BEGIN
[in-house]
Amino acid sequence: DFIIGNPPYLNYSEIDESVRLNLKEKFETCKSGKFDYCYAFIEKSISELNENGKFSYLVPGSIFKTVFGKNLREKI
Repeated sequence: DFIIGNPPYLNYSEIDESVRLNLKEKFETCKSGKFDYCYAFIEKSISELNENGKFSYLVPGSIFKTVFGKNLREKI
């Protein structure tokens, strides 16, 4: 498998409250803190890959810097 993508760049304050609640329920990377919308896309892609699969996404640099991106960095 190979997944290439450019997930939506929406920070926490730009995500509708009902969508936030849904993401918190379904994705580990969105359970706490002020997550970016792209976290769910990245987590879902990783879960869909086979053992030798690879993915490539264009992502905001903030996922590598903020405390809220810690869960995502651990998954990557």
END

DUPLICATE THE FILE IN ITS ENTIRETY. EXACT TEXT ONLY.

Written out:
[in-house]
Amino acid sequence: DFIIGNPPYLNYSEIDESVRLNLKEKFETCKSGKFDYCYAFIEKSISELNENGKFSYLVPGSIFKTVFGKNLREKI
Repeated sequence: DFIIGNPPYLNYSEIDESVRLNLKEKFETCKSGKFDYCYAFIEKSISELNENGKFSYLVPGSIFKTVFGKNLREKI
């Protein structure tokens, strides 16, 4: 498998409250803190890959810097 993508760049304050609640329920990377919308896309892609699969996404640099991106960095 190979997944290439450019997930939506929406920070926490730009995500509708009902969508936030849904993401918190379904994705580990969105359970706490002020997550970016792209976290769910990245987590879902990783879960869909086979053992030798690879993915490539264009992502905001903030996922590598903020405390809220810690869960995502651990998954990557």